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by Martin on October 31, 2017

Catalan independence and its impact on the euro

The residents of Catalonia have always considered themselves different from those in the rest of Spain. They have their own traditions and culture, which indeed make them different. Nevertheless, the region still existed as part of Spain as an autonomous community. Recently, though, they have decided to go all the way, seceding from Spain to claim Catalan independence.


Besides the political impact, the move has also had a major impact on the euro, and may continue to do so.

Why has Catalan independence affected the euro?

Since Catalan independence was declared on the 27th of October, the euro has fell by almost 2% against the US dollar and more than 5% against the sterling pound. This is the lowest the euro has got since July, showing just how impactful the Catalan independence has been on the common currency.


For most of the year, the euro has been gaining strength against all other major currencies, including the US dollar. So much so that experts from leading investment banks predicted the euro would hit parity with the US dollar in 2018. The first major blow to the euro’s advance was the German elections. Although Chancellor Angela Merkel did land a fourth term, the Alternative for Germany (AfD) party also gained strength. The AfD party is considered the right-wing party known mostly for its anti-immigration calls but also for anti-EU sentiments. This is where the decision for Catalan independence hits hardest.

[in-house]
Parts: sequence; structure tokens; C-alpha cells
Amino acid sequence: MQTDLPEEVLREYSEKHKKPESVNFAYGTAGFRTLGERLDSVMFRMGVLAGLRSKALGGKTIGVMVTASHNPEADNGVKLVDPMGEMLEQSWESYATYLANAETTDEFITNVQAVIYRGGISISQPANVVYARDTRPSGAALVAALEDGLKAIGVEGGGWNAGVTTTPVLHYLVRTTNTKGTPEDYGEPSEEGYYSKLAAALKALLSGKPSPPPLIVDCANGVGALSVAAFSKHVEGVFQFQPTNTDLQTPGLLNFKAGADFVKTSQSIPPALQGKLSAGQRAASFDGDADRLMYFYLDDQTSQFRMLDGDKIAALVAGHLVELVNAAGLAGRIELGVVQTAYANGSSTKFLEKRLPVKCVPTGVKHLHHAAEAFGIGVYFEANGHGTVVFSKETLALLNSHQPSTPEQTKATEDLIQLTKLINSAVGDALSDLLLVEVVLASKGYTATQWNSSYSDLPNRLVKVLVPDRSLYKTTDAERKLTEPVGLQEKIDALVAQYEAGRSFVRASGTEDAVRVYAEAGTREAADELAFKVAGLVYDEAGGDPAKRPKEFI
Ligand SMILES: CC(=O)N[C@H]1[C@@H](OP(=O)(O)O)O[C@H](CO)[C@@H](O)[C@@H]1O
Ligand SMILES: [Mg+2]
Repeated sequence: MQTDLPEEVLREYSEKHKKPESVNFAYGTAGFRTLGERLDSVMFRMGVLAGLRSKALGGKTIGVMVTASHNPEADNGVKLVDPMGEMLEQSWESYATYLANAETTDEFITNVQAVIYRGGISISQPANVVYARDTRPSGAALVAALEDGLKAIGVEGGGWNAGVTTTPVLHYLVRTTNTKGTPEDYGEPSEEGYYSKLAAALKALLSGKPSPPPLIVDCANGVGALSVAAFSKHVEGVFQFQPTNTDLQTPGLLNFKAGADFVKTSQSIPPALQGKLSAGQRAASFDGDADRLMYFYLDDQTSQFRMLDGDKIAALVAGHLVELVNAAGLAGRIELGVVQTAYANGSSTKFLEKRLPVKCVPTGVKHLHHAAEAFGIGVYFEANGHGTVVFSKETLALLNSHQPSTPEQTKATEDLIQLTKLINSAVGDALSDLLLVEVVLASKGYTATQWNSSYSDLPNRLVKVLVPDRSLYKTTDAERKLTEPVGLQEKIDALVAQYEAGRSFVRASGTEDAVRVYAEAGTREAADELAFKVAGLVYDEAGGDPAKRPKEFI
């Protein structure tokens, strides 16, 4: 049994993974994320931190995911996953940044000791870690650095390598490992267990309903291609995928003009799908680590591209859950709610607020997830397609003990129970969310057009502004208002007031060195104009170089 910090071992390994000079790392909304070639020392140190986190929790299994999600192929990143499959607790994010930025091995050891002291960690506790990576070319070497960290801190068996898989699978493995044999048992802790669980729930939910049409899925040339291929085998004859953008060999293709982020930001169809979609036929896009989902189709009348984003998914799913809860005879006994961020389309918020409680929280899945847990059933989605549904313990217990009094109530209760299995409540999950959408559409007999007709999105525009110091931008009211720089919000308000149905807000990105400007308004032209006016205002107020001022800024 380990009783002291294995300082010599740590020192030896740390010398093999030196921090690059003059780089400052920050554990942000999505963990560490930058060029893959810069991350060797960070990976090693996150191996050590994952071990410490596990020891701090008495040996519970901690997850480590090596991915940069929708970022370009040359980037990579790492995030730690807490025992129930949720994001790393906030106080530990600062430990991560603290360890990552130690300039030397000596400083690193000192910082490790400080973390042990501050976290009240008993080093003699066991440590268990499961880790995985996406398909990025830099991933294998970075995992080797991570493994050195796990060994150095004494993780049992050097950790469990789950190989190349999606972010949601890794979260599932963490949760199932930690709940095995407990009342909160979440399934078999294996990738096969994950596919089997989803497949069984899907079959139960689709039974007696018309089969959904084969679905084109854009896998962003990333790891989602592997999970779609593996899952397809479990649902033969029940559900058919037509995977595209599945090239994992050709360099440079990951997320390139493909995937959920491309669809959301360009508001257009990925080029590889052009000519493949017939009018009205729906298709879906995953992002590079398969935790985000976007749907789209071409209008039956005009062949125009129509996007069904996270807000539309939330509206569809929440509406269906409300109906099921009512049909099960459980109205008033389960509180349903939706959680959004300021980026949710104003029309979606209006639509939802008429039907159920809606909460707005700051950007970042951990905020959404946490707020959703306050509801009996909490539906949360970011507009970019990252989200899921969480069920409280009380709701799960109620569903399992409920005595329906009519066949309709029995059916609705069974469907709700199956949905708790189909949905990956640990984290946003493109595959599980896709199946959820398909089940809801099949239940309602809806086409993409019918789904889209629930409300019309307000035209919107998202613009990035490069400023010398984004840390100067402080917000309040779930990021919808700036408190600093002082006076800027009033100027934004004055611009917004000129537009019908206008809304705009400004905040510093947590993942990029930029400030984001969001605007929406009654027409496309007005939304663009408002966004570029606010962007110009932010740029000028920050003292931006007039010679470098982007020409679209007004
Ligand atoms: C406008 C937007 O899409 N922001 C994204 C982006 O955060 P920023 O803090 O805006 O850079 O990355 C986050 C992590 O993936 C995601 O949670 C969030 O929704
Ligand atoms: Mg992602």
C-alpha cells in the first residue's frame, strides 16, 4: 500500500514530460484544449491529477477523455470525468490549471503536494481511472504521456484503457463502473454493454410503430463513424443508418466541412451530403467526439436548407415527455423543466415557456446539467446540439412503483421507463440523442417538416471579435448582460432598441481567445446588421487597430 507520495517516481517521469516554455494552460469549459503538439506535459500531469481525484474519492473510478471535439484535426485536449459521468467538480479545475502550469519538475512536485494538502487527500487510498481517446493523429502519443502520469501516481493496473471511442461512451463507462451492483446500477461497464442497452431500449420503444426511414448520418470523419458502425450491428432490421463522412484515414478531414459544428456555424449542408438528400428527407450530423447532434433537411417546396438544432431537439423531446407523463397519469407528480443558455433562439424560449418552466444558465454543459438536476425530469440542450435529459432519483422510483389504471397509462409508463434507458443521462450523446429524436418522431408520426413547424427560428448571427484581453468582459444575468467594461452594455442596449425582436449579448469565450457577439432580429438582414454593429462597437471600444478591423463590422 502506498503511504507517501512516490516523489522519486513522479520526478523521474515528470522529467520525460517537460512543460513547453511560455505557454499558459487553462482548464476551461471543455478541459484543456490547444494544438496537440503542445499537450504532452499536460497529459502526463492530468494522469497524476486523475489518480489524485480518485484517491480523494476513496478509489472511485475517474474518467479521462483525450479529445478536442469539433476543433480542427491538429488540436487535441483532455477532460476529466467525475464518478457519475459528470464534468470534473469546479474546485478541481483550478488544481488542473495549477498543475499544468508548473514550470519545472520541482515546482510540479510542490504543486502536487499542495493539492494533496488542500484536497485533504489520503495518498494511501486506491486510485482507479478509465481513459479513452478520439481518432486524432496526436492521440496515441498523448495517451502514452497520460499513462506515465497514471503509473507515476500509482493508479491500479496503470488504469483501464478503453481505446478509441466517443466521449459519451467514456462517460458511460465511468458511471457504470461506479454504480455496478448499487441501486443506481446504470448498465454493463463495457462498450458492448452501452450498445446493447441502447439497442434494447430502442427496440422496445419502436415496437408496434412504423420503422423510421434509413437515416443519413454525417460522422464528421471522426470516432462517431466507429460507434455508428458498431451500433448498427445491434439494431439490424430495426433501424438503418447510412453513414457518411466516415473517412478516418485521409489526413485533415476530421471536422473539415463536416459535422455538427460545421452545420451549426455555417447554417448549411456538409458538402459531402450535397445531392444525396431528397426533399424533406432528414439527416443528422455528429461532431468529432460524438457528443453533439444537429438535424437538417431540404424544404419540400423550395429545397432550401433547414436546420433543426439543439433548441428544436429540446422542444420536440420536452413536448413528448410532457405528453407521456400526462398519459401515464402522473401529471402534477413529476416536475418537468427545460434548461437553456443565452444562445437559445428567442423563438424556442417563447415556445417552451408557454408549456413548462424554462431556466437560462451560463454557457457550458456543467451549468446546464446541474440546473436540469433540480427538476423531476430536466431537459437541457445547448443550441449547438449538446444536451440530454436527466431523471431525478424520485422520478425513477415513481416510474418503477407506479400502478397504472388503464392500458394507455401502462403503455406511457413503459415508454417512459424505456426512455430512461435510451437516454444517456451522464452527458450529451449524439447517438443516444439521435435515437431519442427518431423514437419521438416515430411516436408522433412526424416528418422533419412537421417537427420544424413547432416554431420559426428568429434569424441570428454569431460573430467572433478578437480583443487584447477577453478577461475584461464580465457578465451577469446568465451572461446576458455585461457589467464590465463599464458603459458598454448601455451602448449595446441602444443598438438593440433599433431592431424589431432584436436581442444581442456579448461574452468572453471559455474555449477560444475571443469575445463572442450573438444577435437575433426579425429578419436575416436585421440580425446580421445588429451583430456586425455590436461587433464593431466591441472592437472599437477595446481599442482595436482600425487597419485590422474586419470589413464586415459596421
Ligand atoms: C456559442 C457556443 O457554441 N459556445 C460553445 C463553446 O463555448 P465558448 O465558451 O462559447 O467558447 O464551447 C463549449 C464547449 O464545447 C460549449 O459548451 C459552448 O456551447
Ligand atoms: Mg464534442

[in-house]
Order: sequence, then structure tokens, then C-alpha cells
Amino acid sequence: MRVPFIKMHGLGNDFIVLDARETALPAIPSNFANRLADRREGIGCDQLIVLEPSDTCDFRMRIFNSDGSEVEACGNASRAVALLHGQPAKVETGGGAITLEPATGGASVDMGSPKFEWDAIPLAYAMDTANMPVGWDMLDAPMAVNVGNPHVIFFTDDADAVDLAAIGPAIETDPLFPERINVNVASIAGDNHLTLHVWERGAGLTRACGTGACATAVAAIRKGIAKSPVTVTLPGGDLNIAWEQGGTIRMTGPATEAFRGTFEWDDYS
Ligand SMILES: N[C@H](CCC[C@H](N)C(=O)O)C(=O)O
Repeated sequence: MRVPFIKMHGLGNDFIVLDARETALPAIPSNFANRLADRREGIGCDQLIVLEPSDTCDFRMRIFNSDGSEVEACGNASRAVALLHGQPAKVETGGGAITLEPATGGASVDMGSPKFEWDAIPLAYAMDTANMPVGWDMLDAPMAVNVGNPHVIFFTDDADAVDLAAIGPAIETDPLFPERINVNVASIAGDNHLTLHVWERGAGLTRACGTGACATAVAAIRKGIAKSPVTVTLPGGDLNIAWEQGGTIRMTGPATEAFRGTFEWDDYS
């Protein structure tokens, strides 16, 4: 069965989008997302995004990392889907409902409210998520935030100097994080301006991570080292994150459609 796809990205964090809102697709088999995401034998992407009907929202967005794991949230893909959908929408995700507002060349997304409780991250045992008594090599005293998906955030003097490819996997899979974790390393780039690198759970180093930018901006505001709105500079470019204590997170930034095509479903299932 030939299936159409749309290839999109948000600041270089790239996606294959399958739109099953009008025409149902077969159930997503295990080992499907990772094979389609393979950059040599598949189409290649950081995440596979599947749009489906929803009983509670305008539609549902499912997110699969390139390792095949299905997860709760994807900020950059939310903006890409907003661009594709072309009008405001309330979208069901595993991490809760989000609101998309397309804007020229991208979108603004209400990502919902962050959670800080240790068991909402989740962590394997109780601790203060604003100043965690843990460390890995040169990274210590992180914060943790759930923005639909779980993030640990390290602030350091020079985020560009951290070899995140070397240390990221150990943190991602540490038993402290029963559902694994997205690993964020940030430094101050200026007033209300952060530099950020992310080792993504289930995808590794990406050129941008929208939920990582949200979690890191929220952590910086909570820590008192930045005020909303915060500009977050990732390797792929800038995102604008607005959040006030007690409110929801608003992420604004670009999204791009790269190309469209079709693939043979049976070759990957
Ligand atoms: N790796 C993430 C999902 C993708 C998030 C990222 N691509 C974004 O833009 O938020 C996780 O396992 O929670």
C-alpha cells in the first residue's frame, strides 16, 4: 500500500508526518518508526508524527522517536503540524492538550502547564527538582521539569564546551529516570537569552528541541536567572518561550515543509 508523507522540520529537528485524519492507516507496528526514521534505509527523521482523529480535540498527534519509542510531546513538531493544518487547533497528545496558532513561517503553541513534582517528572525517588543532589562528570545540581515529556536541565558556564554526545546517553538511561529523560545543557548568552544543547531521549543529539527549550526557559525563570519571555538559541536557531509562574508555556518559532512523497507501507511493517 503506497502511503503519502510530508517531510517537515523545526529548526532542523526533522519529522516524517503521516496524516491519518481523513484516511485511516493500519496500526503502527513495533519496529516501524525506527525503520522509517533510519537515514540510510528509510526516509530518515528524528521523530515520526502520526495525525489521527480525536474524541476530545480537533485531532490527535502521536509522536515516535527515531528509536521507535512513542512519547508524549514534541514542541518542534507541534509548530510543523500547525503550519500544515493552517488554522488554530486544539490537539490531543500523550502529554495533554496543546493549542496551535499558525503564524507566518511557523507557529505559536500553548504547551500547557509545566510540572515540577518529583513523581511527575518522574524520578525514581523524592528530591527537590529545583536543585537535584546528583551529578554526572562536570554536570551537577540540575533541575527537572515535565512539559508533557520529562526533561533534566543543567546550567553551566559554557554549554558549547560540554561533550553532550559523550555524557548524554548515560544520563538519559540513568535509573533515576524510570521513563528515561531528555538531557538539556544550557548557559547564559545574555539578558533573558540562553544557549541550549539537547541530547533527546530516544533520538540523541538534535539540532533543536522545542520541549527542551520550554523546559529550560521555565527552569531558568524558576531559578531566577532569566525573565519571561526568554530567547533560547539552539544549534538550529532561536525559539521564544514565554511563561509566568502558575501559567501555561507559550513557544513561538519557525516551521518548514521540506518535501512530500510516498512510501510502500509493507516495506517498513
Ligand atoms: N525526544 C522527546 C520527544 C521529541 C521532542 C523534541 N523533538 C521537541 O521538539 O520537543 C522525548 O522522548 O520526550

There have been increasing anti-EU calls among EU member nations. Most of them have been quelled, for example in France with the election of Macron, but the situation is still shaky. Catalonia’s independence could prompt other nations to leave the EU, especially Germany where the AfD party has a lot of sway. Besides, the secession from Spain by Catalonia may cause the EU to push for a hard Brexit, which will further weaken the euro.

Finally, we have to consider the economic role of Catalonia in Spain’s GDP, which is massive. Already, investors are pulling out of the region due to violence, and they may set up shop elsewhere. Spain’s financial troubles may thus affect the euro negatively if it is finalized.

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